I’ve known for a long time that I’m a morning person. I tend to be too cheerful for some as I flit around in the morning, but once I’m fully awake, I’m ready to face the day. My best ideas come in the morning, too. I know that’s a great time to tackle a creative project such as a twenty-page essay or report.
The muse struck again this morning, though admittedly a little earlier than usual. As I write this, it’s 4:45 am and I was originally awake to wait for a teenager to finally make it home. To pass the time (and keep from worrying too much), I jumped on the internet. I went to my newly-created blog to add some things. This blog is not that old. I created it at the beginning of September, but it’s something I’ve wanted to do for quite a while. I confessed to Donna Pointkouski how I’d been lurking around her What's Past is Prologue blog for awhile and that she was my inspiration for starting mine in the first place.
I knew about the Carnival of Genealogy from Donna’s blog and was eager to add my own submission now that I have a blog of my own. I needed guidance on how to figure out what next month’s topic was, but I got it figured out eventually. When I did find out this month’s topic, I was stumped, though. It did not immediately lend itself to any creative ideas in my head. I’ve been pondering it for a couple of weeks now. But after surfing genealogy weblogs in these wee hours of morning before the sun comes up, I found inspiration, ironically on Jasia’s Creative Gene blog, the host of the COG.
What tree best represents my family? When I think of my family, my thoughts go from my immediate family to the many branches I’ve discovered over the years. All these branches seem different, from my father’s southern roots to my mother’s Dutch heritage. What one tree could I say represents all these variations? Should I focus on one particular line? Which one? Nothing resonates.
When I think of the Watts family, I think of tobacco plants since they were tobacco farmers for years and years. Not exactly a tree. Wisteria, the name of my blog, is sort of a tree/vine, but that says more about my feelings of wistfulness and nostalgia than anything about my family. Actually, according to Wikipedia, wisteria is a flowering plant in the pea family. Not really tree material either.
Jasia’s post on her Creative Gene blog from last Sunday, September 18, 2011, talked of the changing seasons and how after great summer weather, she will start to focus on family history as the leaves fall from the trees once again. That’s when it hit me. My family is like a tree in the autumn season. The varied fall colors of each leaf are unique and beautiful just as the different branches of my family tree are unique. As the family historian, I have been the one to gather these falling leaves and remember their beauty.
The fall season itself brings to mind the reflective longing I feel about earlier generations. It also brings back memories. I vividly recall taking a trip to Virginia in October about twenty years ago to stay with my brother-in-law and his family just outside of Washington, D.C. I lived in Florida at the time (where there are only two seasons, scorching hot and bearable). As I approached the Georgia state line, I finally started to feel a touch of fall weather that was missing further south. Once I got to Virginia, I spent the week traveling back and forth to Richmond daily to take advantage of the state archives. There was quite a distance between my brother-in-law’s and the archives but I enjoyed the drive. The autumn view was at its peak and the trees along I-95 were just “gaw-jes” as one of my southern friends would say.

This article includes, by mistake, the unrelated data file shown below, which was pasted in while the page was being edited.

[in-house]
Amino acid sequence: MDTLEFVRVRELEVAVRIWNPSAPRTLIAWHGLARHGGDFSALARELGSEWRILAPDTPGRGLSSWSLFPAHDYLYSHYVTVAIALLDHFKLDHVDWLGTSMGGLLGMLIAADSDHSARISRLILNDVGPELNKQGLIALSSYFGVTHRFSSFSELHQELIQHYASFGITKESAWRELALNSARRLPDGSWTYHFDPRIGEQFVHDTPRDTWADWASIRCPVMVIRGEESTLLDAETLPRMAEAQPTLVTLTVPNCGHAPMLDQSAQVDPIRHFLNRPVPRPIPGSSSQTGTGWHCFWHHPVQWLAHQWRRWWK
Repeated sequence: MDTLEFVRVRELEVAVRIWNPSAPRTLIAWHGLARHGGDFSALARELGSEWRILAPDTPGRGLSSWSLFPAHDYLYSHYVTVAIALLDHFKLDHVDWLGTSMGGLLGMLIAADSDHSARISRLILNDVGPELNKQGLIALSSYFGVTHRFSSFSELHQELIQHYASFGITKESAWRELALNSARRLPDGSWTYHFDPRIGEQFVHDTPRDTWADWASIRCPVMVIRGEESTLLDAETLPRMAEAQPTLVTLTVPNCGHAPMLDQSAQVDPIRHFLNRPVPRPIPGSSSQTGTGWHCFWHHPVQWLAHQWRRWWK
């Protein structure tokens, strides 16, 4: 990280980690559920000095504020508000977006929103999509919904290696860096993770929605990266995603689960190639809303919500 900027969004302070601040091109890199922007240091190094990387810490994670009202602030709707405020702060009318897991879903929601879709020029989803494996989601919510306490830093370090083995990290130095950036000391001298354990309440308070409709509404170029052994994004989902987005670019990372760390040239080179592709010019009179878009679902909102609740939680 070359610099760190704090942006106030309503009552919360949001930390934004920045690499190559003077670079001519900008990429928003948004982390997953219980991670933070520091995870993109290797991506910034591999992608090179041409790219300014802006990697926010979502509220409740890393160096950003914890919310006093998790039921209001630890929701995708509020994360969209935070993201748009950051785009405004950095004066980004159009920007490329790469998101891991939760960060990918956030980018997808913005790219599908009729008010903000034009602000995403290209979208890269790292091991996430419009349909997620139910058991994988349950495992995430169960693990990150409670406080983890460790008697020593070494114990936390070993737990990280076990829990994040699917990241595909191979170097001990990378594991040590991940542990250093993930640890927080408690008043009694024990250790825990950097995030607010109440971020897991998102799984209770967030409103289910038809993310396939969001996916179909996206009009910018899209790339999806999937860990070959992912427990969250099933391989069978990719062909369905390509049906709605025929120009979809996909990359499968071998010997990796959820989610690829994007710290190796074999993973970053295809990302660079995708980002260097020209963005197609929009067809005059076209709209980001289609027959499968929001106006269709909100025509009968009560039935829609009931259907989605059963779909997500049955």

I don’t think I’ve ever spent such a concentrated amount of time on genealogy since. It was a very rewarding experience. The work I did in the Richmond state archives is the bulk of my research and writing on my Watts family.
Fall also reminds me of the last time I spoke with my grandfather. He turned 96 in October of 1995 and I called him on his birthday. I was about six months pregnant with my second child. He talked of how he missed me and my daughter, who was about two then. He mentioned once being sad because he was afraid she wouldn’t remember him.
During our telephone conversation, he complained about the cost of bread (oh, granddaddy, if you could see the prices now!) and asked me, “When’s that baby coming?” “Not until January, Granddaddy.” I said. “I can’t wait that long.” He replied. He had a heart attack the next morning and died shortly thereafter.
But he hasn’t been forgotten. My job as the family historian is to not only remember past generations, but to remind future generations of where they come from. His baby picture hangs on the wall in the computer room, the photographic family tree hangs on the wall at the foot of the stairs and a plaque I gave my father on the father’s day following Granddaddy’s death is now in my living room (following my father’s own death two years ago). I would venture to say that it will eventually go to my oldest daughter since the plaque holds a photograph of her and Granddaddy taken when she was two.
Seasons come and seasons go. Leaves fade and fall away, but their beauty is not forgotten.
I should have gotten up at 4:00 in the morning sooner…